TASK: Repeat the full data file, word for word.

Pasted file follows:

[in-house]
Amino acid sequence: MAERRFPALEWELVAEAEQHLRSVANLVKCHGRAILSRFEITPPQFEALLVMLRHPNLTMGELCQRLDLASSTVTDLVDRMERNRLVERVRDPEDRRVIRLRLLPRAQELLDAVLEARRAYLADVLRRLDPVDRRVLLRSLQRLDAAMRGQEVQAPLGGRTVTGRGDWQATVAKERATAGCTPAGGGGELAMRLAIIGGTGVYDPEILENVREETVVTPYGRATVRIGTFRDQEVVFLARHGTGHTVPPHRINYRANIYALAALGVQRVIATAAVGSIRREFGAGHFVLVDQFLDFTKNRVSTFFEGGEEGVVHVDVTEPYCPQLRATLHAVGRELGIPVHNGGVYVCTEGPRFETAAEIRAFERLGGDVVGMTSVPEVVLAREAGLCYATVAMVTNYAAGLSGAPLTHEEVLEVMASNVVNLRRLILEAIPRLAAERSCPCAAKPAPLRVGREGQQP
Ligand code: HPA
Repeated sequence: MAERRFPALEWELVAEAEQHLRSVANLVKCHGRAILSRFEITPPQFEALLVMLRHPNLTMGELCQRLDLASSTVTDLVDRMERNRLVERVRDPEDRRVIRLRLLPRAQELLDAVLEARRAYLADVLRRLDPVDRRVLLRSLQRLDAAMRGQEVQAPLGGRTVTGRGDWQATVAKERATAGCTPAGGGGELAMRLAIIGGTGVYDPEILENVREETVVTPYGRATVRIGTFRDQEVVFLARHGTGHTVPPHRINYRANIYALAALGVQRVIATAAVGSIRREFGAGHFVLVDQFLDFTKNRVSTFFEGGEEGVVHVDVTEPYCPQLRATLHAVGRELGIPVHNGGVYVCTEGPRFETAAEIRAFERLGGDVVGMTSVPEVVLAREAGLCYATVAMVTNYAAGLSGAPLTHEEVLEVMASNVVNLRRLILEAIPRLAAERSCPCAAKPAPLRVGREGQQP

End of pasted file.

[in-house]
Amino acid sequence: MAERRFPALEWELVAEAEQHLRSVANLVKCHGRAILSRFEITPPQFEALLVMLRHPNLTMGELCQRLDLASSTVTDLVDRMERNRLVERVRDPEDRRVIRLRLLPRAQELLDAVLEARRAYLADVLRRLDPVDRRVLLRSLQRLDAAMRGQEVQAPLGGRTVTGRGDWQATVAKERATAGCTPAGGGGELAMRLAIIGGTGVYDPEILENVREETVVTPYGRATVRIGTFRDQEVVFLARHGTGHTVPPHRINYRANIYALAALGVQRVIATAAVGSIRREFGAGHFVLVDQFLDFTKNRVSTFFEGGEEGVVHVDVTEPYCPQLRATLHAVGRELGIPVHNGGVYVCTEGPRFETAAEIRAFERLGGDVVGMTSVPEVVLAREAGLCYATVAMVTNYAAGLSGAPLTHEEVLEVMASNVVNLRRLILEAIPRLAAERSCPCAAKPAPLRVGREGQQP
Ligand code: HPA
Repeated sequence: MAERRFPALEWELVAEAEQHLRSVANLVKCHGRAILSRFEITPPQFEALLVMLRHPNLTMGELCQRLDLASSTVTDLVDRMERNRLVERVRDPEDRRVIRLRLLPRAQELLDAVLEARRAYLADVLRRLDPVDRRVLLRSLQRLDAAMRGQEVQAPLGGRTVTGRGDWQATVAKERATAGCTPAGGGGELAMRLAIIGGTGVYDPEILENVREETVVTPYGRATVRIGTFRDQEVVFLARHGTGHTVPPHRINYRANIYALAALGVQRVIATAAVGSIRREFGAGHFVLVDQFLDFTKNRVSTFFEGGEEGVVHVDVTEPYCPQLRATLHAVGRELGIPVHNGGVYVCTEGPRFETAAEIRAFERLGGDVVGMTSVPEVVLAREAGLCYATVAMVTNYAAGLSGAPLTHEEVLEVMASNVVNLRRLILEAIPRLAAERSCPCAAKPAPLRVGREGQQP